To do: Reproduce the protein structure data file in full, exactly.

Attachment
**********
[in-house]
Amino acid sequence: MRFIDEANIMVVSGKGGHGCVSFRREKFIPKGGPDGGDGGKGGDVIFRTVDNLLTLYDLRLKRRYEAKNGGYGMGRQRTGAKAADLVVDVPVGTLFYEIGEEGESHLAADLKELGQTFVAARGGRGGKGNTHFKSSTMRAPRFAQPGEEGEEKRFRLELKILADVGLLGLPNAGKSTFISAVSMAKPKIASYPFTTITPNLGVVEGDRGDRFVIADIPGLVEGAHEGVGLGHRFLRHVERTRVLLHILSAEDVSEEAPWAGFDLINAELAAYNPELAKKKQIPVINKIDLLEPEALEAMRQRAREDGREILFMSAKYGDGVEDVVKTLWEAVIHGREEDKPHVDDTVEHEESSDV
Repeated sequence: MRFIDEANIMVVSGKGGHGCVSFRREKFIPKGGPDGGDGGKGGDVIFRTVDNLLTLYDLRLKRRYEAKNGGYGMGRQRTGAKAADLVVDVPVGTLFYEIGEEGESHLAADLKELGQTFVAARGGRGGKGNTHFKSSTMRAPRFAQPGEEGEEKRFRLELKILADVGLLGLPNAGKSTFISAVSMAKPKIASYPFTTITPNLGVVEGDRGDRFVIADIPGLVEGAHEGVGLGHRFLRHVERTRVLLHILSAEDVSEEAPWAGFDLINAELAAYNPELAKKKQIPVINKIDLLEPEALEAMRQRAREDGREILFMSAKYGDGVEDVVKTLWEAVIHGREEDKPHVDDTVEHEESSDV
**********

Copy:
[in-house]
Amino acid sequence: MRFIDEANIMVVSGKGGHGCVSFRREKFIPKGGPDGGDGGKGGDVIFRTVDNLLTLYDLRLKRRYEAKNGGYGMGRQRTGAKAADLVVDVPVGTLFYEIGEEGESHLAADLKELGQTFVAARGGRGGKGNTHFKSSTMRAPRFAQPGEEGEEKRFRLELKILADVGLLGLPNAGKSTFISAVSMAKPKIASYPFTTITPNLGVVEGDRGDRFVIADIPGLVEGAHEGVGLGHRFLRHVERTRVLLHILSAEDVSEEAPWAGFDLINAELAAYNPELAKKKQIPVINKIDLLEPEALEAMRQRAREDGREILFMSAKYGDGVEDVVKTLWEAVIHGREEDKPHVDDTVEHEESSDV
Repeated sequence: MRFIDEANIMVVSGKGGHGCVSFRREKFIPKGGPDGGDGGKGGDVIFRTVDNLLTLYDLRLKRRYEAKNGGYGMGRQRTGAKAADLVVDVPVGTLFYEIGEEGESHLAADLKELGQTFVAARGGRGGKGNTHFKSSTMRAPRFAQPGEEGEEKRFRLELKILADVGLLGLPNAGKSTFISAVSMAKPKIASYPFTTITPNLGVVEGDRGDRFVIADIPGLVEGAHEGVGLGHRFLRHVERTRVLLHILSAEDVSEEAPWAGFDLINAELAAYNPELAKKKQIPVINKIDLLEPEALEAMRQRAREDGREILFMSAKYGDGVEDVVKTLWEAVIHGREEDKPHVDDTVEHEESSDV